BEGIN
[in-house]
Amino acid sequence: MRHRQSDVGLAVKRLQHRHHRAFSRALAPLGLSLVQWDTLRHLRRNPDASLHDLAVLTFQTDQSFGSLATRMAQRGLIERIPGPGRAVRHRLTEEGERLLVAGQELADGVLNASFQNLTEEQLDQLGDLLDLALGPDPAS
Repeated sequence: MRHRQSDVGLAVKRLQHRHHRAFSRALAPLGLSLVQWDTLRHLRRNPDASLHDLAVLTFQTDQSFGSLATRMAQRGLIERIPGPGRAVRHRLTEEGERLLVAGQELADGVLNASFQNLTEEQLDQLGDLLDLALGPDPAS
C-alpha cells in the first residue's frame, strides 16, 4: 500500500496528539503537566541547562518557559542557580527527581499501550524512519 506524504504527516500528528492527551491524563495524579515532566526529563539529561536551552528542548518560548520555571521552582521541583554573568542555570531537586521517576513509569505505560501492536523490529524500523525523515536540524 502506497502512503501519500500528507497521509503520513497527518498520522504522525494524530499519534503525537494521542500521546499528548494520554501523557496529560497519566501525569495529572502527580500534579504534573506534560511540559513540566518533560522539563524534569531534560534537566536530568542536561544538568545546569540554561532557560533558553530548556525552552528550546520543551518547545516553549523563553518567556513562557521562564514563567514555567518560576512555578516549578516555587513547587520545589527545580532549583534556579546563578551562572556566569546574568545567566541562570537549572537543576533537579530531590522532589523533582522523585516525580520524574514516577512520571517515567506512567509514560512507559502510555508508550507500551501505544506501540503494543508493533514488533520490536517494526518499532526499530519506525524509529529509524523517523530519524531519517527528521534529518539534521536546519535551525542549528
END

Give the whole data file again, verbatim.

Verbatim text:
[in-house]
Amino acid sequence: MRHRQSDVGLAVKRLQHRHHRAFSRALAPLGLSLVQWDTLRHLRRNPDASLHDLAVLTFQTDQSFGSLATRMAQRGLIERIPGPGRAVRHRLTEEGERLLVAGQELADGVLNASFQNLTEEQLDQLGDLLDLALGPDPAS
Repeated sequence: MRHRQSDVGLAVKRLQHRHHRAFSRALAPLGLSLVQWDTLRHLRRNPDASLHDLAVLTFQTDQSFGSLATRMAQRGLIERIPGPGRAVRHRLTEEGERLLVAGQELADGVLNASFQNLTEEQLDQLGDLLDLALGPDPAS
C-alpha cells in the first residue's frame, strides 16, 4: 500500500496528539503537566541547562518557559542557580527527581499501550524512519 506524504504527516500528528492527551491524563495524579515532566526529563539529561536551552528542548518560548520555571521552582521541583554573568542555570531537586521517576513509569505505560501492536523490529524500523525523515536540524 502506497502512503501519500500528507497521509503520513497527518498520522504522525494524530499519534503525537494521542500521546499528548494520554501523557496529560497519566501525569495529572502527580500534579504534573506534560511540559513540566518533560522539563524534569531534560534537566536530568542536561544538568545546569540554561532557560533558553530548556525552552528550546520543551518547545516553549523563553518567556513562557521562564514563567514555567518560576512555578516549578516555587513547587520545589527545580532549583534556579546563578551562572556566569546574568545567566541562570537549572537543576533537579530531590522532589523533582522523585516525580520524574514516577512520571517515567506512567509514560512507559502510555508508550507500551501505544506501540503494543508493533514488533520490536517494526518499532526499530519506525524509529529509524523517523530519524531519517527528521534529518539534521536546519535551525542549528